Sunday, May 26, 2019


Yesterday was good. It started with the news that a Polish friend had been given her British citizenship. She is incredibly proud to be British as well as Polish. And I was proud for her too. She came over with little English, worked hard, learnt the language, took courses, and ended up doing a degree in her second language. She got a first and now works in animal care.

My day was routine. I'm in Greece. I spent the morning digging up the bamboo that invades from the plot next to the garden. Then I treated myself to fresh fish for lunch with a tsipouro, overlooking a beautiful calm sea. After I fed the cats, I settled down to watch the Rugby League Magic Weekend, which I can here because of new EU regulations.

Two instances of simple happiness. Both the product of our right, as European citizens, of freedom of movement.

Yet people are now insisting that they will take that right away from us. Without it, my Polish friend would not have become a proud British citizen. She wouldn't have been able to follow her dreams. And for me, I have two citizenships too. I am British and a citizen of the European Union. I value my European citizenship. Three years ago, people voted to strip me of it against my will. I am upset about that, but nothing like as distressed as I am about the possible loss of my freedom of movement. It will stop me coming and going to Greece as I please, and I will lose the automatic right to live here. I will have legal limits on the time I can spend in my own house. I will face many extra costs, bureaucratic obstacles and restrictions. Also, depending on agreements, it may even be illegal for me to bring back my homemade marmalade. And for what? There are no benefits for anybody. If Brexit happens, I will be distraught.

In the great sum of things, these are small issues, just a couple of individuals, pretty lucky ones at that. And I know that when people voted leave, they didn't think that they were voting against brilliant people becoming new British citizens or to spoil the last years of my life, but that's what they were doing. It's part of the problem with the debate. We heard the word 'immigration' in the abstract, not the phrase, 'people we know.'

The really big confusion between abstraction and reality comes from the rhetorical use of the term 'sovereignty.' That the UK is a sovereign nation state is a simple fact. It is beyond debate. What Brexiters are doing is conflating sovereignty with power. We are sovereign but our power is necessarily constrained. It is limited by our voluntary decisions taken as a sovereign state to enter into agreements, treaties, and international organisations. It is restricted by the power of others to enforce their interests. Power is always constrained. Sovereignty gives us the ability to choose how. We have chosen to limit our power in some areas by becoming members of the EU. We did it because it was in our interest to join. One of the reasons that we haven't left, despite moving Article 50, is because we can't handle the consequences of doing so. That is why Leavers insist that there are none, when there are plenty, and they are profoundly damaging.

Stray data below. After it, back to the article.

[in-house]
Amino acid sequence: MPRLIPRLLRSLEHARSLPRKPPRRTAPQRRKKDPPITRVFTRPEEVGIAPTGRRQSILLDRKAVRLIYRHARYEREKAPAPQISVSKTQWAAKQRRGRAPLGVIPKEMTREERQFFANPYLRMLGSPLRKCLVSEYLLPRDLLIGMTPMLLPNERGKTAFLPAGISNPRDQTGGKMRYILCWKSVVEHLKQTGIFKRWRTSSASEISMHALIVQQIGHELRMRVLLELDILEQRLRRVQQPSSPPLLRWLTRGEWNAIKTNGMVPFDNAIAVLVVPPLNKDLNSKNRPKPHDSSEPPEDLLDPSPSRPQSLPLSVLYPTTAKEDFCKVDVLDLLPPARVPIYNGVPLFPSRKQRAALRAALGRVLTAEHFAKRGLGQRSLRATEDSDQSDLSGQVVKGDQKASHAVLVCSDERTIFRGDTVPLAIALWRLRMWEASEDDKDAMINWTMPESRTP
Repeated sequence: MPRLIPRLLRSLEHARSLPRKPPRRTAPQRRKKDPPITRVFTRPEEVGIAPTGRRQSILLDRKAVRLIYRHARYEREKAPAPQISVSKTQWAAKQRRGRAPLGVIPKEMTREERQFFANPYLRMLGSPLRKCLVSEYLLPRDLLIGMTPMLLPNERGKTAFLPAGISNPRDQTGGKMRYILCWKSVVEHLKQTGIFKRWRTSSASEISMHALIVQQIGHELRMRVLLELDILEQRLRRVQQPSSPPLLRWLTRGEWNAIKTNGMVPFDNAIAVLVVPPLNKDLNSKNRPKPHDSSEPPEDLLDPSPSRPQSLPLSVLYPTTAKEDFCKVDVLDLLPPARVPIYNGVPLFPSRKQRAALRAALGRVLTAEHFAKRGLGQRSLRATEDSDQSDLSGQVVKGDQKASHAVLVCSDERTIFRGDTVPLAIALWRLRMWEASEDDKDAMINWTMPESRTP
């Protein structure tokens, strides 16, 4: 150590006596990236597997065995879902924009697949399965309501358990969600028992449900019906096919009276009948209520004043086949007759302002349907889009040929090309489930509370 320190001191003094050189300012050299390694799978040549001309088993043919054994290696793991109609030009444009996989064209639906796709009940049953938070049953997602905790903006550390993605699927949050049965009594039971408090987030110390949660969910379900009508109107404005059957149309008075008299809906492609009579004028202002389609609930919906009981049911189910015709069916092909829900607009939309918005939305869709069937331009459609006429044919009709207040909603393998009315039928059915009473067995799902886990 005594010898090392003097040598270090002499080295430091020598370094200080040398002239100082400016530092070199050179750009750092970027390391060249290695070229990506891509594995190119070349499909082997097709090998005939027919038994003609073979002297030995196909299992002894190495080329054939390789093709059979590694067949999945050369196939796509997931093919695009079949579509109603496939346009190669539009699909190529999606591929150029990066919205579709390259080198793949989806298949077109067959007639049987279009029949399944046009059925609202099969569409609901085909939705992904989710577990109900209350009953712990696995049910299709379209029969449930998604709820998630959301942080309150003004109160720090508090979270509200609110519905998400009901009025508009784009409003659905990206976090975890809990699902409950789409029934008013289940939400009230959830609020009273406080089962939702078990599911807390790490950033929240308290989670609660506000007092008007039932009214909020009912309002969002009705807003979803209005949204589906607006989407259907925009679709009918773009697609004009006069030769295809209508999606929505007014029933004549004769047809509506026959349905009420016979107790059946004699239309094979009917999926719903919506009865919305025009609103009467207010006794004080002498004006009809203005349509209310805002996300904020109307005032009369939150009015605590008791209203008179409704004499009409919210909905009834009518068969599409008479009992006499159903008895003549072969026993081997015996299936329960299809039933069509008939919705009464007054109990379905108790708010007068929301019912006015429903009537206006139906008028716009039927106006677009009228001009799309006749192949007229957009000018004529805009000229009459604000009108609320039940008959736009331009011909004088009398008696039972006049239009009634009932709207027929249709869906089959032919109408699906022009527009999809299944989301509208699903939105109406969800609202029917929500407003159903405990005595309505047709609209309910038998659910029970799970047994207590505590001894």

Now let's look at realities. Do you really want the British state to have unconstrained power? Do you want it to 'take back control' without restriction? The people who don't want their power to be restricted are dictators, imperialists, fascists, and the like. Human progress has been based on restraining the powerful. The EU was conceived as an institutional framework for constraining German power, democracy puts a check on the power of ruling groups, and rights protect individuals and minority groups from oppression. Brexiters have sold the idea that taking rights away from us, thereby increasing the power of our rulers, is to our benefit. This is a bizarre confidence trick that any snake oil salesman would be proud of.

The other paradox is that if we leave the EU, the only power that would increase is the power of the government over the people. The government's external power will diminish as much of it – both strategically and economically – is dependent on the greater strength EU membership brings. We will be weaker as well as poorer.

I have another suggestion, self-serving though it is. How about not doing it? Maybe we should keep our rights, rights that make people happy, rights that I rely on. Because once we start giving rights away, it turns the clock of progress backwards. Let's stay in the EU. Revoke Article 50. Let's choose to be happy.

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